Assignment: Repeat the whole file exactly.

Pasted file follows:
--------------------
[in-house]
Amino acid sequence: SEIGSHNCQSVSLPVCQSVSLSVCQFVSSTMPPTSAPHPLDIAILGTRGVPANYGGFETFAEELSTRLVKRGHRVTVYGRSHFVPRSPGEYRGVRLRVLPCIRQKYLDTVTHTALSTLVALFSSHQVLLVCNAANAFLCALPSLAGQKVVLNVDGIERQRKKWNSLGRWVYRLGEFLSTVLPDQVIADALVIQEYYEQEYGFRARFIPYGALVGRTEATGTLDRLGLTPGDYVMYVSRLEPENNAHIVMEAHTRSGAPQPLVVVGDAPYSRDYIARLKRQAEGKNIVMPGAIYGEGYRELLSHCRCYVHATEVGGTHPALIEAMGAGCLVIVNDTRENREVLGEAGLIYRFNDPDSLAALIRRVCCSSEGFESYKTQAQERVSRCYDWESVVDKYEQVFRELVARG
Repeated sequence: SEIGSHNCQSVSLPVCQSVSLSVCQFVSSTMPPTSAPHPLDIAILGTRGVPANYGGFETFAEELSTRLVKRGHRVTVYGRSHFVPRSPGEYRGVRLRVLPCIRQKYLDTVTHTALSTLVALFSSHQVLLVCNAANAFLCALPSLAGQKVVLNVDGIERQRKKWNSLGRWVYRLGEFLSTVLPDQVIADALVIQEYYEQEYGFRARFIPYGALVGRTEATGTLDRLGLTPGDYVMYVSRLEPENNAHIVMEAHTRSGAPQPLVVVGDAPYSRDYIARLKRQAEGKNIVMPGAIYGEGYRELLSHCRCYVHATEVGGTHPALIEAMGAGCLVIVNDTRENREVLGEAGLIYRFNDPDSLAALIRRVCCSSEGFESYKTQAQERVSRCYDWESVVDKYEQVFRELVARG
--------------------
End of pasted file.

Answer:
[in-house]
Amino acid sequence: SEIGSHNCQSVSLPVCQSVSLSVCQFVSSTMPPTSAPHPLDIAILGTRGVPANYGGFETFAEELSTRLVKRGHRVTVYGRSHFVPRSPGEYRGVRLRVLPCIRQKYLDTVTHTALSTLVALFSSHQVLLVCNAANAFLCALPSLAGQKVVLNVDGIERQRKKWNSLGRWVYRLGEFLSTVLPDQVIADALVIQEYYEQEYGFRARFIPYGALVGRTEATGTLDRLGLTPGDYVMYVSRLEPENNAHIVMEAHTRSGAPQPLVVVGDAPYSRDYIARLKRQAEGKNIVMPGAIYGEGYRELLSHCRCYVHATEVGGTHPALIEAMGAGCLVIVNDTRENREVLGEAGLIYRFNDPDSLAALIRRVCCSSEGFESYKTQAQERVSRCYDWESVVDKYEQVFRELVARG
Repeated sequence: SEIGSHNCQSVSLPVCQSVSLSVCQFVSSTMPPTSAPHPLDIAILGTRGVPANYGGFETFAEELSTRLVKRGHRVTVYGRSHFVPRSPGEYRGVRLRVLPCIRQKYLDTVTHTALSTLVALFSSHQVLLVCNAANAFLCALPSLAGQKVVLNVDGIERQRKKWNSLGRWVYRLGEFLSTVLPDQVIADALVIQEYYEQEYGFRARFIPYGALVGRTEATGTLDRLGLTPGDYVMYVSRLEPENNAHIVMEAHTRSGAPQPLVVVGDAPYSRDYIARLKRQAEGKNIVMPGAIYGEGYRELLSHCRCYVHATEVGGTHPALIEAMGAGCLVIVNDTRENREVLGEAGLIYRFNDPDSLAALIRRVCCSSEGFESYKTQAQERVSRCYDWESVVDKYEQVFRELVARG